Charities raise $10M for families of slain Dallas officers

Some of the money will be used to pay off the mortgages of the five families

By Tristan Hallman
Dallas Morning News

DALLAS — Emily Thompson didn't think much about finances after her new husband was killed in the July 7 ambush.

She didn't think much about anything beyond her grief.

New York-based Tunnel to Towers Foundation announced Monday that it would pay off the mortgages of the families of the five officers killed or give them money to buy homes.
New York-based Tunnel to Towers Foundation announced Monday that it would pay off the mortgages of the families of the five officers killed or give them money to buy homes. (Photo/Dallas Police Association)

"It was probably a couple weeks because my mind was so jumbled for quite a while. Everybody was the adults in Charlie Brown," she said. "Everything that they said was 'wah-wah-wah.' I was completely detached."

But now, Thompson, who is also a police officer, won't have to think about money. She won't have to worry about working overtime and being away from her 2-year-old son and paying her mortgage.

Private donors from all over the world have given the families a soft landing in the hardest of times. On Tuesday, Dallas city officials and two private foundations will announce that they raised a total of $10 million in the aftermath of the downtown attack.

That money will go into trusts for the family members of the five officers killed: Brent Thompson, a Dallas Area Rapid Transit officer, 43; Dallas police Sgt. Michael Smith, 55; Senior Cpl. Lorne Ahrens, 48; Officers Michael Krol, 40, and Patrick Zamarripa, 32. Some of the money will go to the nine people injured in the attack.

All told, the Dallas Foundation and the Assist the Officer Foundation received thousands of contributions from all 50 states, Australia, the United Kingdom and Italy. Donations ranged from $5 to more than $250,000.

"It has been amazing to see the generosity," Emily Thompson said.

More details will be announced at a 1 p.m. news conference featuring Mayor Mike Rawlings, interim Police Chief David Pughes, DART Police Chief J.D. Spiller and foundation leaders.

In a prepared statement, Rawlings said he is "so honored by the amount of people who have stepped forward to properly assist our fallen and injured officers."

"We owe a tremendous amount of gratitude to the officers who lost or risked their lives to keep us safe," he said. "Out of one of the darkest days in our city's history, we have seen an incredible outpouring of love and support from organizations and individuals all over the world."

Assist the Officer Chairman Frederick Frazier called the donations "a powerful gesture."

Frazier said the donation for more than $250,000 came from a businessman — one whom they weren't familiar with before the shooting — who wished to remain anonymous.

"All he requested was to sit with Chief (David) Brown and express his sympathy for the job officers have to do and thank them," Frazier said.

The foundations had estimated in September that they could have $10 million but were still trying to count what had been sent.

Other groups, such as the United Way of Metropolitan Dallas, the Dallas Fallen Officer Foundation and the Guns & Hoses Foundation, had raised a few million dollars combined for the families by then.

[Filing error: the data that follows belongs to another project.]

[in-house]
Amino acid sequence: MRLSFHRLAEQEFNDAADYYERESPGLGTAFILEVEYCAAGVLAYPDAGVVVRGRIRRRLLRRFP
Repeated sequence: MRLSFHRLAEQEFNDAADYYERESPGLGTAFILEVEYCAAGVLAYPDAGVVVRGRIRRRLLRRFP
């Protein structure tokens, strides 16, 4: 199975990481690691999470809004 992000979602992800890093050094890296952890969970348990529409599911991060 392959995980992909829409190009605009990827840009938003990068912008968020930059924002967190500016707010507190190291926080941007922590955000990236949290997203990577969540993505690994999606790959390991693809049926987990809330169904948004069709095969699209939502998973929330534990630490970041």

Some donations were sent directly to City Hall and the police department. Those were rerouted to the Dallas Foundation and the Assist the Officer Foundation.

The news conference will come after Monday's announcement that the New York-based Tunnel to Towers Foundation would pay off the mortgages of five families or give them money to buy homes.

Heidi Smith, Michael Smith's widow, said the donations are "just a weight lifted off of my shoulders, knowing that I can do what Mike and I had planned for the girls."

Now, Heidi Smith can keep the lifestyle that her husband had worked extra jobs to make possible. She can maintain her home. She can afford to keep her two daughters, 14 and 10, in volleyball and softball. She can keep her job as a private school teacher, which has good hours, and keep her younger daughter in the same school. She can pay for them to go to college and get married and give them the house one day. She can afford any unforeseen medical expenses.

She had worried about finances. One of her two daughters asked her in the days after the ambush if they could stay in their home.

"It was a huge weight on my mind — to be a widow at 44 years old with two minor children," she said.

The money is a silver lining, she said, in a time that has been "pretty awful."

Kristy Zamarripa, 33, said that she and her two sons, ages 3 and 8,  are also having an emotional holiday season. But the donations help, she said.

"It's really, really heartwarming and it's just kind of unbelievable that this many people care about us," she said.

She recently finished her degree and is considering going to work in law enforcement. Now, she said, she can take her time while she sorts out her life. The money means all her "concerns and energy can go straight to the kids instead of having to look for work to pay everything."

Krol, meanwhile, didn't have children or a wife. Amie Schoenbaechler, Krol's sister, said the money will go to her parents in Michigan.

She said her whole family is grateful for the support.

"It's just amazing all the stuff people have done," she said. "We're just really thankful."

But, she said, their hearts are still aching around Christmas.

"It's wonderful, but at the same time, we just want Michael back," she said.

Copyright 2016 The Dallas Morning News

McClatchy-Tribune News Service

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